Super Monkey Ball Review

Developer: Sega Publisher: Sega
Release Date: October 7, 2003 Also On: None

The GameCube launched with a new Sega franchise known as Super Monkey Ball, a 3D puzzle game, involving of all things, monkeys in balls. As odd as this concept might sound, it turned out to be one of the best games on the Cube during the retail 2001 holiday season. With the launch of N-Gage came Sega to the rescue in the puzzle department with none other than a miniature version of the GCN favorite.

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Like in many N-Gage games, you will have to adjust the sound once you run the application. The sound, on low, sounds like games on high in another other game. I like to describe it as circus music, and being that there isn’t variation the sound is immediately turned off by my choosing.

The game modes available include main game and the locked mini-games. Main game is broken down into normal mode and practice mode. Practice mode allows you to practice any course that has been unlocked in the normal mode. Normal mode is broken down into three categories: Beginner, Advanced, and Expert.

Depending on the difficulty, the levels will obviously be tougher. Some courses might be longer, require more thought, planning, and strategy, and/or give you less time to complete the course. Beginner sets you out on 10 stages, Advanced on 15 stages, and Expert on 20 stages.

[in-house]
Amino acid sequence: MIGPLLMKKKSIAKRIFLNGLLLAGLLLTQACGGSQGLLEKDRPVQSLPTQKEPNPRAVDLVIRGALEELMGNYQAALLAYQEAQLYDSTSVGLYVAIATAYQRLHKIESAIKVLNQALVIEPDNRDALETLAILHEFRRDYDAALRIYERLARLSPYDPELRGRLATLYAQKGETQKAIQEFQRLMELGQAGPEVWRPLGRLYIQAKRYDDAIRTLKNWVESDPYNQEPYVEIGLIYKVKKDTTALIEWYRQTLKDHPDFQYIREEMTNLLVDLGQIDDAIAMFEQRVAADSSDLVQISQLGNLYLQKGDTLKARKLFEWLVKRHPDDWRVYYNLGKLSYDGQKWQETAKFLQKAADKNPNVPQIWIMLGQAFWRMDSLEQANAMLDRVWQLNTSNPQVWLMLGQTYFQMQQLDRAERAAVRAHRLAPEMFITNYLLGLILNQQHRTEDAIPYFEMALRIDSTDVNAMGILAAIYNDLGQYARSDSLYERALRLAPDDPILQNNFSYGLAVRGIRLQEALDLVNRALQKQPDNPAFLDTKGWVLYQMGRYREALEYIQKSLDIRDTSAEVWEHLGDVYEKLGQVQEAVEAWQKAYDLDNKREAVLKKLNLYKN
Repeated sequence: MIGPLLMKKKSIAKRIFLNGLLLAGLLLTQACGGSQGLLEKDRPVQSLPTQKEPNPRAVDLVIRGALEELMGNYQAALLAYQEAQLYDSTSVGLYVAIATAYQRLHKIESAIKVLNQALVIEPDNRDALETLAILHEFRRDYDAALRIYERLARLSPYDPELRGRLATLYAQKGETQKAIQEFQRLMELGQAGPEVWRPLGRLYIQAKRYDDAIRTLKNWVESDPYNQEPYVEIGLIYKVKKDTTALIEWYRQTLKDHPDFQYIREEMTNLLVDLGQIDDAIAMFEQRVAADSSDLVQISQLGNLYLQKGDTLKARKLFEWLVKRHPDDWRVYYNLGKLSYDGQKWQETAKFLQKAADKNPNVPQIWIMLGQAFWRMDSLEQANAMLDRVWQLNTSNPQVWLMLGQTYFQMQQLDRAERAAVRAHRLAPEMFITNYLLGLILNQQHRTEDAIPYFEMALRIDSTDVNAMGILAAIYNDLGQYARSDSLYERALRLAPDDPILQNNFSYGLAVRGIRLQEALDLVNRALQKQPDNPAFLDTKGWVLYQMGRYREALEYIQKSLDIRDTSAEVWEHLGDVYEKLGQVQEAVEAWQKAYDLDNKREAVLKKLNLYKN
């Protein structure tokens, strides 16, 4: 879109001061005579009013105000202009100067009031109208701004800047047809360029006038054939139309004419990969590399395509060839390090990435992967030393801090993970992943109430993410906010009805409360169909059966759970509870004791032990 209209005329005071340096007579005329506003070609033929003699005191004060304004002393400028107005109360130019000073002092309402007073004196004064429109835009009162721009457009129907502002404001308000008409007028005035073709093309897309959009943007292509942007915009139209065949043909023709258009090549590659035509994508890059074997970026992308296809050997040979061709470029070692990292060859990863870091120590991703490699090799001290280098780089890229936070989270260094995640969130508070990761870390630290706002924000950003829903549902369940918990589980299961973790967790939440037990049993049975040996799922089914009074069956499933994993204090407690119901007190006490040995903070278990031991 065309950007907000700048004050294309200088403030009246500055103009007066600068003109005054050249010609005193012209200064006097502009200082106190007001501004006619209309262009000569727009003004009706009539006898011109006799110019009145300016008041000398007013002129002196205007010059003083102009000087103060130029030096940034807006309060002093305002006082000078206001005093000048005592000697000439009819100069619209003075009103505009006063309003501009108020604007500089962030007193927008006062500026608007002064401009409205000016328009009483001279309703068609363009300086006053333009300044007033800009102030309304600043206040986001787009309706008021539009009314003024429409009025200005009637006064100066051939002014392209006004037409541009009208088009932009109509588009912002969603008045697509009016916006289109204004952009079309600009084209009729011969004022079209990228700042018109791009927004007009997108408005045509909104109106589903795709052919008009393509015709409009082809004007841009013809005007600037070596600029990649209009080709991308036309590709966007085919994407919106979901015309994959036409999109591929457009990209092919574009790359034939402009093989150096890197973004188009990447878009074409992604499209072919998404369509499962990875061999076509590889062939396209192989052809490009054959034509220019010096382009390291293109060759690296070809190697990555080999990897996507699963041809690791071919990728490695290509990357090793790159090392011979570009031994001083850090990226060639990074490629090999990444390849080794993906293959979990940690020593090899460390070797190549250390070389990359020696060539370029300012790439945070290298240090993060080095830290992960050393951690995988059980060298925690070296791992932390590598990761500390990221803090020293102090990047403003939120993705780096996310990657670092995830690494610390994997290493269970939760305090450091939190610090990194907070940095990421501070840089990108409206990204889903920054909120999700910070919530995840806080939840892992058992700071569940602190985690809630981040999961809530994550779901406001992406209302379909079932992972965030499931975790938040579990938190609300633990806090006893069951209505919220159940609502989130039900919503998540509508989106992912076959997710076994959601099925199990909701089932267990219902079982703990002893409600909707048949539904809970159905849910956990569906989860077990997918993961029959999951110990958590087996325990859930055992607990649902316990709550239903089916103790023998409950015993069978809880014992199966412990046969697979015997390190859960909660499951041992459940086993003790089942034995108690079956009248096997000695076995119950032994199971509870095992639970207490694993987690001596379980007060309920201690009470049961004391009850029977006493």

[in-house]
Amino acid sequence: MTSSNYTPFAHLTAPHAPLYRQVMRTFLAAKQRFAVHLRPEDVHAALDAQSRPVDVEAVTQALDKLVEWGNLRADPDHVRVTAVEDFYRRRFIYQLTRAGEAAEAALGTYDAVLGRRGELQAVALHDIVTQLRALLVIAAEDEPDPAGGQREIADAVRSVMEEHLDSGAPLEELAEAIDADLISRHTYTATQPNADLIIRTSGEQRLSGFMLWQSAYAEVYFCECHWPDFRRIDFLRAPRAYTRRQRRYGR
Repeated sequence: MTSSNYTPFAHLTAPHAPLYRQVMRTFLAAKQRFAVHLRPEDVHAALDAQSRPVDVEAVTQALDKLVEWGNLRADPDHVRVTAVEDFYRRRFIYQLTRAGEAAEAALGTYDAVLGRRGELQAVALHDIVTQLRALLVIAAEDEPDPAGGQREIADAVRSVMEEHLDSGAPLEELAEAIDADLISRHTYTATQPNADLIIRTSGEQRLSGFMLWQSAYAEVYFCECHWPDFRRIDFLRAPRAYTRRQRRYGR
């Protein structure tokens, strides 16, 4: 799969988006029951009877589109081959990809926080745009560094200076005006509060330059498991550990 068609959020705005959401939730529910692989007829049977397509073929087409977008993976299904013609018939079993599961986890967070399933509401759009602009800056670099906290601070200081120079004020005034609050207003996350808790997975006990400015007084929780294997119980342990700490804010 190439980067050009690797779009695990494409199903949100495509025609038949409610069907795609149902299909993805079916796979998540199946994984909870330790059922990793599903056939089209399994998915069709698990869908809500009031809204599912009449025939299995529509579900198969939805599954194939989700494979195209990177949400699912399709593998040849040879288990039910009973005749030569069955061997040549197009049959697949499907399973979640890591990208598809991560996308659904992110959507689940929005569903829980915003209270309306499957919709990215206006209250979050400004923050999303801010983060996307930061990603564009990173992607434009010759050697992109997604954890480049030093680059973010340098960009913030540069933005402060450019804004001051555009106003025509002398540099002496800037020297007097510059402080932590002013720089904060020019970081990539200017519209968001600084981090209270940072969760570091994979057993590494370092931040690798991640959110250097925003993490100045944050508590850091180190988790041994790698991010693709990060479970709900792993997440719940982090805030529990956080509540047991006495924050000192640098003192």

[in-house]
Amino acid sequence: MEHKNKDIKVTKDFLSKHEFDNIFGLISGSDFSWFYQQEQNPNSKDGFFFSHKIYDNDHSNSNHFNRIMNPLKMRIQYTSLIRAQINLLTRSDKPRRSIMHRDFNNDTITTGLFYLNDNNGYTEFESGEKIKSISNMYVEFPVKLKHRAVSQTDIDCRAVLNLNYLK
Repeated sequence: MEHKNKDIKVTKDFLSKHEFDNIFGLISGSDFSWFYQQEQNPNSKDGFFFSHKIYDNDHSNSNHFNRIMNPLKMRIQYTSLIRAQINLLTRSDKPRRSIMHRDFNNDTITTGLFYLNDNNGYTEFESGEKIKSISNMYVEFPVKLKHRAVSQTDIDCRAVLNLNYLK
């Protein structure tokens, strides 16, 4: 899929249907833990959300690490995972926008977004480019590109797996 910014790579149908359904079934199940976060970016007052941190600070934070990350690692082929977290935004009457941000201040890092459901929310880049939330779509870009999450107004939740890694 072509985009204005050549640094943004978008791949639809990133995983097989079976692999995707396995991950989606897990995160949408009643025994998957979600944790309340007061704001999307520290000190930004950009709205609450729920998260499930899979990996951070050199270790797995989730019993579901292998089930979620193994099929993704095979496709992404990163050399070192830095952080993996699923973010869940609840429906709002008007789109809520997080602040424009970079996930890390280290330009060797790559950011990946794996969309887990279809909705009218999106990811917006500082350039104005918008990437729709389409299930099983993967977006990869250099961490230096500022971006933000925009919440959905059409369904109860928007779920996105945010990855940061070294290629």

The on-screen display shows the course, your monkey, a background, remaining lives, score, banana count, remaining time, speed, and stage number. For those that don’t know, Super Monkey Ball is a 3D puzzle game where you solve various puzzles by moving your monkey and trying to reach the goal, a balloon inside an oval post.

Bananas have two advantages, when collecting them, though doing so may cost you a time bonus. Bananas give you points and extra lives. Your normal life potential is two extra lives, but collecting 50 bananas will change that, by adding a new life. For Expert mode, these lives will help relieve the pressure that you might put on the “continues�, which are also limited.

Somehow Sega didn’t capture the greatness of multi-player gameplay that made the original an instant hit. The mini-games are here, and require unlocking, but Monkey Fight, Race, and Target just aren’t the same without human adversaries to join in on the fun.

For GCN gamers that don’t own a GBA, this is the next best thing you’ll come to Monkey Ball gaming on-the-go. For those that just don’t buy Nintendo systems, it’s highly suggested that you look into this game. For those used to the franchise’s greatness on the Cube, you might be disappointed by the overall lack of length and multi-player.

Graphics: 6.5
Sound: 5
Gameplay: 8
Creativity: 6
Replay Value/Game Length: 7
Final: 6.4
Written by Kyle Review Guide

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